THE Torre Insignia in Mexico City may have been abandoned for almost 40 years but it remains one of the safest buildings on Earth.
That’s because the 25-floor skyscraper, which stands at a remarkable 417ft tall, has survived six earthquakes in the last 38 years.
Torre Banobras, as it is also known, survived six major earthquakes between 1985 and 2017 without suffering any damage to its structure.
That includes the 1985 Mexico City earthquake that measured 8.0 on the Richter Scale.
But despite all of its strengths and impressive longevity, the Torre Insignia has remained abandoned since that first catastrophic disaster 38 years ago.
But because of its safety, the infrastructure has been left to stand.
The materials used in its construction between 1959 to 1962 were reinforced concrete, glass, and aluminium.
With a total floor area of 236,806 square feet and a surface of 83,056 square foot, it became the second tallest building in Mexico.
The building’s iconic triangular prism shape, which is unmissable when walking through Mexico City, has been remodelled twice since those earthquakes, however.
But the skyscraper remains far behind the times of the more advanced and modernised buildings surrounding it.
On one side of the tower is the Manuel Gonzalez Metrobus station.
Inside, however, are endless floors of empty rooms that were once occupied by the headquarters of government bank Banobras.
With it having minimal use since that first earthquake in 1985, the tower is practically empty inside.
But it does at least still contain the tallest carillon in the world, with the percussion instrument installed in the building’s highest point.
Imported as a gift from the Belgian government, it has been a mainstay since the building’s formation.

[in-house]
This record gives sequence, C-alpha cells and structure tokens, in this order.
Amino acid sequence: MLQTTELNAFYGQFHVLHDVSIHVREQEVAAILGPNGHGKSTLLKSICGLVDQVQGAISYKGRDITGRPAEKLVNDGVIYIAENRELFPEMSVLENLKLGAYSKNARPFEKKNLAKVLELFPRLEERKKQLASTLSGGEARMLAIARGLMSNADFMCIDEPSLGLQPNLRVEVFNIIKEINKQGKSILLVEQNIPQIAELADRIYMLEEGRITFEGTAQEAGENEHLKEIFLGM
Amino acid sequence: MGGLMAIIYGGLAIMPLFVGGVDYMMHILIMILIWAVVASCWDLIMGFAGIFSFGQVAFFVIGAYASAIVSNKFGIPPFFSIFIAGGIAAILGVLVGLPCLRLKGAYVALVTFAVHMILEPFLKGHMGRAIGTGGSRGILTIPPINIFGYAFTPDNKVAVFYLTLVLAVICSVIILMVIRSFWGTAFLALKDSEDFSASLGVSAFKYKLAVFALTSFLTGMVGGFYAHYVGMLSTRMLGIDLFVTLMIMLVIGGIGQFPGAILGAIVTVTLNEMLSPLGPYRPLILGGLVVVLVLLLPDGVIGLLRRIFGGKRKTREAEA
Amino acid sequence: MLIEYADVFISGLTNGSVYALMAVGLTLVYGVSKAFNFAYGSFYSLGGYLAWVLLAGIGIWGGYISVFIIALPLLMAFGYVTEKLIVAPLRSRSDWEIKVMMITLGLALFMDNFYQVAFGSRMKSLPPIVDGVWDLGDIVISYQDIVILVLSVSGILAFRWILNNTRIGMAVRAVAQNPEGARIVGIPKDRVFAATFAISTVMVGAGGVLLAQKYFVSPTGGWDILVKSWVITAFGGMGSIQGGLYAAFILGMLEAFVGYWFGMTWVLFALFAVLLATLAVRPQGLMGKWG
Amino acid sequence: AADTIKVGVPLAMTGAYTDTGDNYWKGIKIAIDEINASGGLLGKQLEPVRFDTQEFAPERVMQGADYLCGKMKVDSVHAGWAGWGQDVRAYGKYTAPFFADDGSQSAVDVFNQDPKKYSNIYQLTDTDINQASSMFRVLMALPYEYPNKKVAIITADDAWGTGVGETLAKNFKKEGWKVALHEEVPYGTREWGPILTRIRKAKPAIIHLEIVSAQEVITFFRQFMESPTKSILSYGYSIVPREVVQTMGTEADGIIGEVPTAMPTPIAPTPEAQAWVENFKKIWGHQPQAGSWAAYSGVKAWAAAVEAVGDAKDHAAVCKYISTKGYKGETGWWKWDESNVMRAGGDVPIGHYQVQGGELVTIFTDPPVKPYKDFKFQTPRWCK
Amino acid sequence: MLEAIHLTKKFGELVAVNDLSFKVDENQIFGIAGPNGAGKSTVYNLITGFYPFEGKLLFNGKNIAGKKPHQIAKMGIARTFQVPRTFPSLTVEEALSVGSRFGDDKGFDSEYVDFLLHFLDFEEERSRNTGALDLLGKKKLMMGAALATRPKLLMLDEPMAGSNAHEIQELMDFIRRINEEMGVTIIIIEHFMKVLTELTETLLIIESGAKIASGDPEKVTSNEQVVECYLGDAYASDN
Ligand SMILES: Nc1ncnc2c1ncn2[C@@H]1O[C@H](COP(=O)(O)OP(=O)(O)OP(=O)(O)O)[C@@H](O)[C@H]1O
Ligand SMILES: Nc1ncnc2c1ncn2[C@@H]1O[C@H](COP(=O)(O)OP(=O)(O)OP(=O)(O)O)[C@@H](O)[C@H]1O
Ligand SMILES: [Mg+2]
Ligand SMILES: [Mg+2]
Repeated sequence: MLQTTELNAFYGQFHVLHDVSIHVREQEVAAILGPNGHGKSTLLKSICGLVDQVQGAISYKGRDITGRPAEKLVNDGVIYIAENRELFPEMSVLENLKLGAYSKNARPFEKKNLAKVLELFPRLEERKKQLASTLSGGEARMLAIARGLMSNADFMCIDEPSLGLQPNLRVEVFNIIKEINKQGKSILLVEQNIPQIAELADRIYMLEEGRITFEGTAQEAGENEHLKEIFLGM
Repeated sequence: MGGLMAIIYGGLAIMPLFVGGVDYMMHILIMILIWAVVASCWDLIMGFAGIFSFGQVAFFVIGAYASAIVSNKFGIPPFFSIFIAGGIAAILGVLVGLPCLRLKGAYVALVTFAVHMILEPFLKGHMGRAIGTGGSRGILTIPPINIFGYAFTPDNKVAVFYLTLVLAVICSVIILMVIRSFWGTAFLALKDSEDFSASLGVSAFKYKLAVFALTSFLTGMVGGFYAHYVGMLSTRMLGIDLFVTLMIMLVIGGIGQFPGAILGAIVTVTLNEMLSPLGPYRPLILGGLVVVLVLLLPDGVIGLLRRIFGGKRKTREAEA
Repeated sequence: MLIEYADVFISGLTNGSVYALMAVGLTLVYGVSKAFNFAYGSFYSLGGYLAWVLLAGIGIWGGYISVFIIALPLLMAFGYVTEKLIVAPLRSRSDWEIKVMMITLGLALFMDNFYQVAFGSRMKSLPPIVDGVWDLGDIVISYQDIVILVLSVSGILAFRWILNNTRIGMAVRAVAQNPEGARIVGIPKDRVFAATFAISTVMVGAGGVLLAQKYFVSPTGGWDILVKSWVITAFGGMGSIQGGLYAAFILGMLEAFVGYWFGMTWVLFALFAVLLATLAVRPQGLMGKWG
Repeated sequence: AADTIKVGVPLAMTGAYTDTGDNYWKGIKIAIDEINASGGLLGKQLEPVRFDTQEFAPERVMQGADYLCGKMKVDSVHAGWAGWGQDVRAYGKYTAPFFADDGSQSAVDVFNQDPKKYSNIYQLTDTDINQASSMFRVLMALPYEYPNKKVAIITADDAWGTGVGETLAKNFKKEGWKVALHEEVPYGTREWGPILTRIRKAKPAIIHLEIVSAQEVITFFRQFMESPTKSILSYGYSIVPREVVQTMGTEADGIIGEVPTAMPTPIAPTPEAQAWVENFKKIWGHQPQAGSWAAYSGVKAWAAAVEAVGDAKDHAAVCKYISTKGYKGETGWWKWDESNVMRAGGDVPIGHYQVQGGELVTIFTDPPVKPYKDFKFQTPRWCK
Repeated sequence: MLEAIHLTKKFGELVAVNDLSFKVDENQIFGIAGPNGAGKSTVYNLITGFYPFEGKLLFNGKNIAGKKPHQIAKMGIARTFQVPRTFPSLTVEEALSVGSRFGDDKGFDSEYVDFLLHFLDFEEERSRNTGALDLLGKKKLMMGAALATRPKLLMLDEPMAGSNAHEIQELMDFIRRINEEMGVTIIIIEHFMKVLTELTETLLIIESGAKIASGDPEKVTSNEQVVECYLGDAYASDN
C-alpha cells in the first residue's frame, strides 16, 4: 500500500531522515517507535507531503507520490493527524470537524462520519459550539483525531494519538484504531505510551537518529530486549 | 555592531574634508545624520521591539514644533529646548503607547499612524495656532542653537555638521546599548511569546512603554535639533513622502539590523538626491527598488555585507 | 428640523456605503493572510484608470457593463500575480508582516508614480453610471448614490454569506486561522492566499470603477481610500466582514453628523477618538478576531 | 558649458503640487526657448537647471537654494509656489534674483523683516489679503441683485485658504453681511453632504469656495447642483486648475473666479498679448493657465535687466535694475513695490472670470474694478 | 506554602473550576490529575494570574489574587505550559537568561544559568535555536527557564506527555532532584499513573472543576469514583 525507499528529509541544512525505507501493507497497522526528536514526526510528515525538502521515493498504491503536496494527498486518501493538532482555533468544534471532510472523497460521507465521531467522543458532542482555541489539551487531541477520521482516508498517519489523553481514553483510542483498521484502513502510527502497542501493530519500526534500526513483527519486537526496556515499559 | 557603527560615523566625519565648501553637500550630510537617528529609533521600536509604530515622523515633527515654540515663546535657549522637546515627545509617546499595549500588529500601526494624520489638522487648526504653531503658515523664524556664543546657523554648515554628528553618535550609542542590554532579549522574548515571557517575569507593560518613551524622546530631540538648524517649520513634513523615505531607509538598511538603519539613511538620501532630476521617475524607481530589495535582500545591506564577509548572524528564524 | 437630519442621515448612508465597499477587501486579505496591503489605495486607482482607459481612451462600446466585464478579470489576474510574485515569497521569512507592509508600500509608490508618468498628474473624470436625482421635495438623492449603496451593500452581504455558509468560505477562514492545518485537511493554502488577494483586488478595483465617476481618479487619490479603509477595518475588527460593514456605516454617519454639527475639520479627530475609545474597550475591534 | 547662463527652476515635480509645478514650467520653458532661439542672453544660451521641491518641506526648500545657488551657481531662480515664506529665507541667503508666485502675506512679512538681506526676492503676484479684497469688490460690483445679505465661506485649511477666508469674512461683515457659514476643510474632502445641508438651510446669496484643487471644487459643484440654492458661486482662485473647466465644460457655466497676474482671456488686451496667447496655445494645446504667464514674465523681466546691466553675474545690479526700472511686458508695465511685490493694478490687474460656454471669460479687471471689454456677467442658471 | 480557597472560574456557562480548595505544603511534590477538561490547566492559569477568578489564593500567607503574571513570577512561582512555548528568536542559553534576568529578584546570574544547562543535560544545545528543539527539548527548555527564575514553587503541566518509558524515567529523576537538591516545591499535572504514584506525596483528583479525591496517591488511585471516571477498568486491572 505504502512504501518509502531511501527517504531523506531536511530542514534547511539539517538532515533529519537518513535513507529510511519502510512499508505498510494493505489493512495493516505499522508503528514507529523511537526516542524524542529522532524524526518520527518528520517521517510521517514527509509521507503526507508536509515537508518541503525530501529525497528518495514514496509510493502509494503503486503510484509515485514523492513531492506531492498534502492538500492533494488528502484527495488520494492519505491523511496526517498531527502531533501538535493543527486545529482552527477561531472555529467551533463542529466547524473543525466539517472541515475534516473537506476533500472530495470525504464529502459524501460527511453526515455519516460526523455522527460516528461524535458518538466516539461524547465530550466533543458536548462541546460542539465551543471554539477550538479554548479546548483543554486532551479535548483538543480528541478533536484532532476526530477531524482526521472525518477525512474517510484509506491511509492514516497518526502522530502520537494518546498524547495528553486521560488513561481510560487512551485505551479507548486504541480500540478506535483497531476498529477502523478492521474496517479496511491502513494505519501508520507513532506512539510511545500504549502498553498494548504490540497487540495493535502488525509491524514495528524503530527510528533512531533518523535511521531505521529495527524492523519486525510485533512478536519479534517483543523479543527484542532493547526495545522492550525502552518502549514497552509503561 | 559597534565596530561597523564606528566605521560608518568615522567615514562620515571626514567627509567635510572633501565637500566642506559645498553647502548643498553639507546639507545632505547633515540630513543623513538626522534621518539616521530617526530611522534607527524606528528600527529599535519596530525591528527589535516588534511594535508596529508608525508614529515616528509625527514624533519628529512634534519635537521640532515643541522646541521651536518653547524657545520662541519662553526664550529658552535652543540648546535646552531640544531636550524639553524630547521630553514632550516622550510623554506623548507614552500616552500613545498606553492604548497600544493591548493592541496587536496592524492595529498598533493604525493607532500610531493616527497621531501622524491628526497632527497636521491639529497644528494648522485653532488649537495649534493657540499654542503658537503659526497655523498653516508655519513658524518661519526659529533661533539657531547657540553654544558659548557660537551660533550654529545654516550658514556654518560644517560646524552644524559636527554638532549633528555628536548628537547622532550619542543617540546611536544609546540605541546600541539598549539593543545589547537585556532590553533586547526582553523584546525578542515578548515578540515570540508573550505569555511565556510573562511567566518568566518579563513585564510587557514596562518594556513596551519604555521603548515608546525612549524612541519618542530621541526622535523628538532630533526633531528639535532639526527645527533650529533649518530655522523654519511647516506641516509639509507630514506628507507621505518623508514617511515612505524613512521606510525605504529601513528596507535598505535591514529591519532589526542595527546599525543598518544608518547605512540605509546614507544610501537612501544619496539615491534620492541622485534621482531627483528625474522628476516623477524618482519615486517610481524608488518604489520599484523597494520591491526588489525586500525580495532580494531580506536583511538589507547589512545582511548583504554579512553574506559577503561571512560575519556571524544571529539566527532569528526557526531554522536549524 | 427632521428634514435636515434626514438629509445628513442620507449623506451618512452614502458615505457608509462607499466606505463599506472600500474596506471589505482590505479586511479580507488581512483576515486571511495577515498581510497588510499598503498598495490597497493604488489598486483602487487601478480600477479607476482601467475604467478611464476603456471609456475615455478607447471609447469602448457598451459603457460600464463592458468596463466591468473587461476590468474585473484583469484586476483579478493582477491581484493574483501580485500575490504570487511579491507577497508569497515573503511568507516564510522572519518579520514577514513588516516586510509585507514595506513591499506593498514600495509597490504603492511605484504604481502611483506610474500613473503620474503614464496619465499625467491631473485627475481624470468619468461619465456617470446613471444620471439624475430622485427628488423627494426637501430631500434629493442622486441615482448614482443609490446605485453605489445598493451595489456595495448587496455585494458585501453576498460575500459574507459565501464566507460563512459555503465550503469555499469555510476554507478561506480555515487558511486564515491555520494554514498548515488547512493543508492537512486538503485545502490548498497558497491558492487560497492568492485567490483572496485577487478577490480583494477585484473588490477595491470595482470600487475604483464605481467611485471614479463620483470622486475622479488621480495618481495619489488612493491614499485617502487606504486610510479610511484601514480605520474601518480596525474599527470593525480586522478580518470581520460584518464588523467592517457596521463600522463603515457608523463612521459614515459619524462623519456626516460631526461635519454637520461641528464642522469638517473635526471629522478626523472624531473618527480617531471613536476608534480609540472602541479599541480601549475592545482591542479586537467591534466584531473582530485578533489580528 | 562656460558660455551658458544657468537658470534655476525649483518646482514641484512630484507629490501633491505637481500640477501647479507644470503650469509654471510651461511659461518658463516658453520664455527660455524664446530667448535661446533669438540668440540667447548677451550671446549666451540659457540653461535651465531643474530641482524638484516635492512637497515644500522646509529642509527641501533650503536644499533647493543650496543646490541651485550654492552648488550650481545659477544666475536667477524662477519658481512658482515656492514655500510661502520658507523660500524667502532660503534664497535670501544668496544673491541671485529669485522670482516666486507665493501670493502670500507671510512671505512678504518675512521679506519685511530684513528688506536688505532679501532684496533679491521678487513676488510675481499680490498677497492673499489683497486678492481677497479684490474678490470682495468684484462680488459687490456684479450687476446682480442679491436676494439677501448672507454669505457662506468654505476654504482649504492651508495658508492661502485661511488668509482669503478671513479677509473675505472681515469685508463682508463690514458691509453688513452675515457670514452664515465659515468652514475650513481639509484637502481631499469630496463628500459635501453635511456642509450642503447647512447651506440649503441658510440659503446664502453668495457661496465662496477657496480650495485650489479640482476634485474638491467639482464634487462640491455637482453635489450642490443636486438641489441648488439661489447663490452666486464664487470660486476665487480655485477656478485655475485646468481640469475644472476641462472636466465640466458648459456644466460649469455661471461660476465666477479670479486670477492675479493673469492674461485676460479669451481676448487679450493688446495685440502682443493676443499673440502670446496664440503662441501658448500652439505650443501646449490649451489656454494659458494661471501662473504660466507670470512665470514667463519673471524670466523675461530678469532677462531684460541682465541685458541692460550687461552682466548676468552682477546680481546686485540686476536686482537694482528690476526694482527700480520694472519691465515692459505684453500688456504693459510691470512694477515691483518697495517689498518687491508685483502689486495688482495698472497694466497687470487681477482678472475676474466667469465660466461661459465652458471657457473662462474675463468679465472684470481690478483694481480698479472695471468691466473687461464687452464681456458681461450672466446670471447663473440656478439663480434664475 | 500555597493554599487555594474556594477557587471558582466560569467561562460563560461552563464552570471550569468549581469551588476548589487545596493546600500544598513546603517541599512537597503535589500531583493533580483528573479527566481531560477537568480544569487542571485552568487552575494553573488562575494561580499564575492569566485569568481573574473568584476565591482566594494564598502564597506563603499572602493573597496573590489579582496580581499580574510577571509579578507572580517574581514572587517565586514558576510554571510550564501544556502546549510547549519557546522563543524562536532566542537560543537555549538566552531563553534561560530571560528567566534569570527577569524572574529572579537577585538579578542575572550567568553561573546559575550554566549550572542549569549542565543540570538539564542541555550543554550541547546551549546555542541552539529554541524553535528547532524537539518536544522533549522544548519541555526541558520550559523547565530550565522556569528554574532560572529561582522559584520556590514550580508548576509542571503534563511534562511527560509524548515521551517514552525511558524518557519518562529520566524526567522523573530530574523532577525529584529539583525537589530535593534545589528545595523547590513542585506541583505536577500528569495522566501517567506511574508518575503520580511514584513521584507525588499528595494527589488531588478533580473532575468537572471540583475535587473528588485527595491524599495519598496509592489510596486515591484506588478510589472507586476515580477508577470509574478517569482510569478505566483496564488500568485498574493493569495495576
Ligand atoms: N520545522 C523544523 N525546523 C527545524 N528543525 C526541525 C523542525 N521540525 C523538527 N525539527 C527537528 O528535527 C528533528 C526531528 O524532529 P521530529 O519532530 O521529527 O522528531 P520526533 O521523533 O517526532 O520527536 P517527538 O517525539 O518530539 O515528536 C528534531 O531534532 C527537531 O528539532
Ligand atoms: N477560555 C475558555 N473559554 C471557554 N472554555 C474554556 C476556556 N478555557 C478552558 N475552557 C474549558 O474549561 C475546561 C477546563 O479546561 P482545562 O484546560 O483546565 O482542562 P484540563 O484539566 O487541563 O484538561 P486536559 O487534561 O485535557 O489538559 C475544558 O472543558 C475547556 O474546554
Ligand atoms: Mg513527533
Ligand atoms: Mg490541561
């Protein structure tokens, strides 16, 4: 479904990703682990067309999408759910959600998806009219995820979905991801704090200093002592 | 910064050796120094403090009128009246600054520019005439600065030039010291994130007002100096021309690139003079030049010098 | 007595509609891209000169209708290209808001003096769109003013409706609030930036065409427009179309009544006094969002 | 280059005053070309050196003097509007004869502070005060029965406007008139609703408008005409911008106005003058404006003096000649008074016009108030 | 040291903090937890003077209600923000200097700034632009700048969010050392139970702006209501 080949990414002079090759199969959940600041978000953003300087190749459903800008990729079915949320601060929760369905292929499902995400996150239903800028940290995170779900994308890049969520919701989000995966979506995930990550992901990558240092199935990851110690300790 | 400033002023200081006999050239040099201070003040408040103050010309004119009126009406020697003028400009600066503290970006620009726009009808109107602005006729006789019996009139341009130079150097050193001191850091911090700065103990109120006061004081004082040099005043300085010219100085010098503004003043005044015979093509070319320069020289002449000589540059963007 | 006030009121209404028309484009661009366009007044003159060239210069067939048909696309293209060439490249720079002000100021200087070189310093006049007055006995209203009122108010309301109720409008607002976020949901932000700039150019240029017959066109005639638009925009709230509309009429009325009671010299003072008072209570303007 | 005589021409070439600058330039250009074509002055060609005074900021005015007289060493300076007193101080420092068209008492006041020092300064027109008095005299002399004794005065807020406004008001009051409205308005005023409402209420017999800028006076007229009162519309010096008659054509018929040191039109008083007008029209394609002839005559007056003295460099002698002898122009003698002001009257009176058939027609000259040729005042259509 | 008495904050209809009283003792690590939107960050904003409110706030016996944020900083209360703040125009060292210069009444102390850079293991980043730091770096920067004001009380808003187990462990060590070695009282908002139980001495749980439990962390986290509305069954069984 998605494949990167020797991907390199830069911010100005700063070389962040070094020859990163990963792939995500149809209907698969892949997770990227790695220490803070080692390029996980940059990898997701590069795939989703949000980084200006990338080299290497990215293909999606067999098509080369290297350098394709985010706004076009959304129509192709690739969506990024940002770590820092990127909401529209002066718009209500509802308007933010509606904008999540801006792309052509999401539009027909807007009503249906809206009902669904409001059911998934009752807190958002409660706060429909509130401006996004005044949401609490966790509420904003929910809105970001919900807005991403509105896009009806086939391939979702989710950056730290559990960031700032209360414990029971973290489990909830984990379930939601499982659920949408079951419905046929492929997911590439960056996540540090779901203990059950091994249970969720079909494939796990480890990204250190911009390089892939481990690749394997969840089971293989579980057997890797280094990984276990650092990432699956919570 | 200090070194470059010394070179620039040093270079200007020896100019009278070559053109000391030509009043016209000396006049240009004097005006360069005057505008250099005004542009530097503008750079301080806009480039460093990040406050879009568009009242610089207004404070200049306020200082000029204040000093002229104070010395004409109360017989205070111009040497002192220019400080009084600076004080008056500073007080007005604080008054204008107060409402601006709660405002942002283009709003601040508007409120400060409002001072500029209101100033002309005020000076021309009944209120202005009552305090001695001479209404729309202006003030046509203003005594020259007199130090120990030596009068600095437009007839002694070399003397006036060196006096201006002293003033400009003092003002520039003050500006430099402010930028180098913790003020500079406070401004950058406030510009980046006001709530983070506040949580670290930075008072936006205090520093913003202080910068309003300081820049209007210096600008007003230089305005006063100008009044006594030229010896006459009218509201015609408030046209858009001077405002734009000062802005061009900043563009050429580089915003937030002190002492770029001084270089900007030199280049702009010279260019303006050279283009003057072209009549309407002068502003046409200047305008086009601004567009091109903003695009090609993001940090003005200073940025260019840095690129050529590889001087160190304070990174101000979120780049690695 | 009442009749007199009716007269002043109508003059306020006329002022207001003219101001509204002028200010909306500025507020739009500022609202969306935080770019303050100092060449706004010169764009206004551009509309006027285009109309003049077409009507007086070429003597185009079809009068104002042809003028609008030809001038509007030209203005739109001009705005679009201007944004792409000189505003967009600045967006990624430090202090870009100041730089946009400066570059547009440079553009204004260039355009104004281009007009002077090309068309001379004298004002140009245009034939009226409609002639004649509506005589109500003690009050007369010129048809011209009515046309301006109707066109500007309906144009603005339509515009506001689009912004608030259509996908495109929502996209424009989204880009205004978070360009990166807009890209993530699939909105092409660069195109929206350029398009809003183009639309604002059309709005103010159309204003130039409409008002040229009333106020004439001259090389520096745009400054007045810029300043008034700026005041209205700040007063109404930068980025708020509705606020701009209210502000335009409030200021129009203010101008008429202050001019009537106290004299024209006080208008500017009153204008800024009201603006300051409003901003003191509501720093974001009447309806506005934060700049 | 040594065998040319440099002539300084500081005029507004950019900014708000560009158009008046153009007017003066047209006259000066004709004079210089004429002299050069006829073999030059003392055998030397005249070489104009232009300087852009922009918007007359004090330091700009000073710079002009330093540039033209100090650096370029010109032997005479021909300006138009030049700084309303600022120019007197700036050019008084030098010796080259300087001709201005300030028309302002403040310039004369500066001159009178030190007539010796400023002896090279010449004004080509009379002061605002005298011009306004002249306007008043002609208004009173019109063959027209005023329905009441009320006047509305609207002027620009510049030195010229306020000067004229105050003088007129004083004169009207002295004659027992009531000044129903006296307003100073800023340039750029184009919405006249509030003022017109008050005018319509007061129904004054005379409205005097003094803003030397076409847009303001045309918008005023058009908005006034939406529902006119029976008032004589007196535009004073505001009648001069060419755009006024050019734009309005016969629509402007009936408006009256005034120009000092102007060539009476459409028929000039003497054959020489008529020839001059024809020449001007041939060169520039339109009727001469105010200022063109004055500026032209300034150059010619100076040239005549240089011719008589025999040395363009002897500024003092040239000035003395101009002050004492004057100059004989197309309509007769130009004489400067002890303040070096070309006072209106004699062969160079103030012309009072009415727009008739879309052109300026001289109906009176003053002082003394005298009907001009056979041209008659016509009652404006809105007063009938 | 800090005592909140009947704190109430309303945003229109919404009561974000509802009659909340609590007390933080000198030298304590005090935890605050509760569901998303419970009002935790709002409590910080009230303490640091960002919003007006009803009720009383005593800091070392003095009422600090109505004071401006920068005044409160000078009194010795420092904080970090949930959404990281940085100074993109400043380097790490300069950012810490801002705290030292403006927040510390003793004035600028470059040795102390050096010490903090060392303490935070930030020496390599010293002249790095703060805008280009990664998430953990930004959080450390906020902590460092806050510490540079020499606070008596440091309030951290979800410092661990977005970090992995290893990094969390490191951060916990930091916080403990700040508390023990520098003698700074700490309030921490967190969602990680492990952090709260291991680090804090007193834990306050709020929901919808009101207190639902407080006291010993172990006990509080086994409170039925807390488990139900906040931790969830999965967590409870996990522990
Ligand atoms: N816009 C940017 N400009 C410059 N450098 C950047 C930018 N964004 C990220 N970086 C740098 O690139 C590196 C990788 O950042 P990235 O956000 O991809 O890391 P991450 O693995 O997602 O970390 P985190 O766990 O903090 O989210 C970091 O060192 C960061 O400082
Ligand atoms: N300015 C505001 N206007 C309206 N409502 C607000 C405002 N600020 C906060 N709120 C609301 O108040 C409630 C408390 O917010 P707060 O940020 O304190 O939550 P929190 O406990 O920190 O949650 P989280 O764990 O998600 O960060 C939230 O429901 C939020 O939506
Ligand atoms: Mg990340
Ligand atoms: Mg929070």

There are also 47 bells to go with it, made by former Dutch foundry Petit & Fritsen, which weigh 26 tons and stretch 125 metres.
Yolanda Fernandez de Cordoba was the main carillonist until the earthquakes struck.
But even when the building became abandoned, she would play the carillon on special occasions.
However, there have been reports that Yolanda passed away in 2018.
And with it believed that she was Mexico’s only living carillonist, it is unclear if the carillon in the Torre Insignia will ever be played again.
In Venezuela, an enormous skyscraper known as the Tower of David became home to thousands of people with nowhere else to go.
It became a city within a city, with its own running water, electricity, shops, security guards and even electric fences.
In South Africa, haunting images have revealed the inside of an abandoned city built in a hollow skyscraper.
The Ponte City building was once hijacked by gangs in 1990s Johannesburg and was piled high with bodies before its transformation.
Source : https://www.thesun.co.uk/news/24014522/torre-insignia-mexico-city-abandoned-forty-years-earthquakes/